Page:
In 1904, at a cost of $105,000, Carthage received a new high school to replace its predecessor from 1870. The building received an addition in 1951 and a renovation in 1956. Further additions followed, one as late as 1988. However, the high school transitioned to a junior high school in 2009, when a new high school was built elsewhere. A visit down Main Street Carthage will show the 108 year old building in its current in use condition.
The next photograph in our Alfred W. Rea portfolio series is the Earnest B. Jacobs house in Carthage, Missouri. A History of Jasper County, Missouri and Its People, by Joel T. Livingston, has this to say about Mr. Jacobs:
Life is a voyage, in the progress of which we are perpetually changing our scenes. Ernest Jacobs has now arrived at a port where he can stop a while and look back at that part of the voyage he has already successfully made. He has seen the good and the evil that are in the world,—the ups and the downs, and he has learned to be uncensorious, humane. He has learned to attribute the best motives to every action and to be chary of imputing a sweeping and cruel blame. He has no finger of scorn to point at anything under the sun. Along with this pleasant blandness and charity there is a certain grave, serious humor. From this same port he can see an expanse of waters covered with a mist. If there are rocks ahead he cannot see them; if there are whirlpools he hopes to be able to avoid them with the aid of the same pilot that has guided him heretofore and by steering with the same steady hand that has up to this port kept his course straight.
Launched on the sea of life July 20, 1858, in the port of Chicago, Illinois, Ernest B. Jacobs set sail. To leave metaphor for a while, his father, John W. Jacobs was born in New York state in Watertown. He was educated there and studied for the ministry. He entered the Methodist church, his first charge being in his native state. Then he was stationed in Chicago, Illinois, where he was very well known on account of his eloquent oratory and his earnest, conscientious work. While he was still living in New York he married Lucy Young, a native of Ohio. After the death of her husband in Kansas City she went back to New York, where she is living with one of her children.
Ernest B. Jacobs went with his parents from Chicago to Carthage when he was very young. He went to the public and high schools in Carthage. Upon leaving school he taught for a number of years. Although he was a successful teacher, he did not intend to make teaching his life work. In 1877 he was tendered the position of assistant postmaster in Carthage; he accepted the office and held it for eight years, at the end of which time he became associated with the First National Bank of Carthage.
Desiring to learn the banking business thoroughly in all its branches, he started in at the bottom of the ladder, but quickly mounted the rungs until he became cashier. He has held this position for a number of years and is considered one of the veteran financiers of Carthage. During the twenty-six years of his connection with the First National Bank there have been a number of panics, but in that period the bank has never been obliged to borrow a dollar, nor has it been in financial straits at all. He is a director of the banks at Alba, Reeds and LaRussell and it is a significant fact that all three banks have been in a flourishing condition since his connection with them.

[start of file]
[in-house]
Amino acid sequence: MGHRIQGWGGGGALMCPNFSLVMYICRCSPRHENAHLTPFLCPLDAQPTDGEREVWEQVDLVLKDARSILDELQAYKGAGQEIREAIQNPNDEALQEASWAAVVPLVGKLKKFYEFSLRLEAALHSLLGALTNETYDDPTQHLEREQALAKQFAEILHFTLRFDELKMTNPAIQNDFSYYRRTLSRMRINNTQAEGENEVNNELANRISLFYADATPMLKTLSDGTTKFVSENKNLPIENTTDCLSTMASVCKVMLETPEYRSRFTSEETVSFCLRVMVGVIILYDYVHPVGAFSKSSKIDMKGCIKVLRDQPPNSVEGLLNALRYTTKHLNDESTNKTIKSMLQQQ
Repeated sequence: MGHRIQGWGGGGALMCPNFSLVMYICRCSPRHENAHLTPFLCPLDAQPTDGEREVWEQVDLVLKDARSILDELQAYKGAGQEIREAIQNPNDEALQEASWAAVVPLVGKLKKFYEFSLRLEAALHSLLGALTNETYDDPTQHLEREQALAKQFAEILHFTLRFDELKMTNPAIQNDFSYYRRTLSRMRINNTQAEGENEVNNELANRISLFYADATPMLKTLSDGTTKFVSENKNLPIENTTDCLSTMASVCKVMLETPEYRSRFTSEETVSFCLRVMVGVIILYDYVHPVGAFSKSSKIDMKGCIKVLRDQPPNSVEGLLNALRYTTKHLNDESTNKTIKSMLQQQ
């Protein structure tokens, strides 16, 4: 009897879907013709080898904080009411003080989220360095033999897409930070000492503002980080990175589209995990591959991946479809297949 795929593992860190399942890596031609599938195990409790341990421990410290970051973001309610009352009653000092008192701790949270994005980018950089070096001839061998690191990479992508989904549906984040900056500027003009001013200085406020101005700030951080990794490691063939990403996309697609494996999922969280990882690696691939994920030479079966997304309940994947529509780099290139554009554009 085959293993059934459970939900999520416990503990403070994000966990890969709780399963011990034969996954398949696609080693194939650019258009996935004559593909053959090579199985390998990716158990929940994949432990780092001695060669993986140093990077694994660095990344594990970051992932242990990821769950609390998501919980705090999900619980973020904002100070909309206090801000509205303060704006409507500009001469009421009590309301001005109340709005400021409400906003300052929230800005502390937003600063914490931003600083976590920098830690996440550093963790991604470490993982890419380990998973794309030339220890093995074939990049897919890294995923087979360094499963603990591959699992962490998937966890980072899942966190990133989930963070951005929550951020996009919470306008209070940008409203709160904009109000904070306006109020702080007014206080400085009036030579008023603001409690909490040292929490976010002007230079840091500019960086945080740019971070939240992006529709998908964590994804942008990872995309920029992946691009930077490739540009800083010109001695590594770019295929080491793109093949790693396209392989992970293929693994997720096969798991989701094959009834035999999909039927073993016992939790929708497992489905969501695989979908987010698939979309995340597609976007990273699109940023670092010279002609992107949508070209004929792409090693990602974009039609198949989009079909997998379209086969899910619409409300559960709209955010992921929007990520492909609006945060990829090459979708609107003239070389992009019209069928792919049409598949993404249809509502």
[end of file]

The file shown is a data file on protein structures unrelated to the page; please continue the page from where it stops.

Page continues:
In 1884 Ernest B. Jacobs drifted into the matrimonial sea, taking with him Miss Carrie Farwell, belonging to an old Carthage family. The course was steered clear of the breakers which impede the progress of so many sailors in the same sea. They have two children Ernestine, born in Carthage, January 3, 1895, has just (1911) completed her course at the Carthage high school. Jay W. Jacobs, born in Carthage January 7, 1899, is attending the grammar school.
Mr. Jacobs’ connection with the Masons has been a very pleasant one. He is a member of the Carthage Blue Lodge, a Royal Arch Mason, a Knight Templar and a Shriner. He is a member of the Elks Club at Carthage. He is a Republican and by reason of his position and his wide circle of acquaintances is very influential in the political world. Brought up in the Methodist faith, he has continued with the same beliefs. He encourages his wife in her desire for continual self culture and most heartily approves of the literary club of which she is a prominent member. Mr. Jacobs believes that everybody must work and may play; he throws as much enthusiasm into the one as into the other.
He is an ardent and successful sportsman. He is a member of the Carter County Hunting & Fishing Club, of the Miami, Oklahoma Hunting & Fishing Club and of the Vernon County Field Club. When he takes a vacation he generally employs it in the indulgence of one or the other of his favorite pastimes, hunting or fishing. Whether in business, the world of sports or private life Mr. Jacobs is very popular and has the confidence of all who know him.
On December 12, 1927, the widowed Earnest Jacobs passed away from a stroke. Upon his death, Knell Mortuary oversaw funeral arrangements. Five years later, in 1932, Knell Mortuary purchased the Jacobs House and has since remained at the corner of West Chestnut and Garrison Avenues.
Our next photograph in the Alfred W. Rea portfolio series is the Benevolent and Protective Order of Elks clubhouse in Carthage, Missouri. The clubhouse was built in 1901 at an expense of $8,500, or approximately $220,000 in 2010 dollars. The Carthage Lodge No. 529 was founded sometime before 1900 and became defunct sometime before 1947. Presumably, the clubhouse was torn down at some point.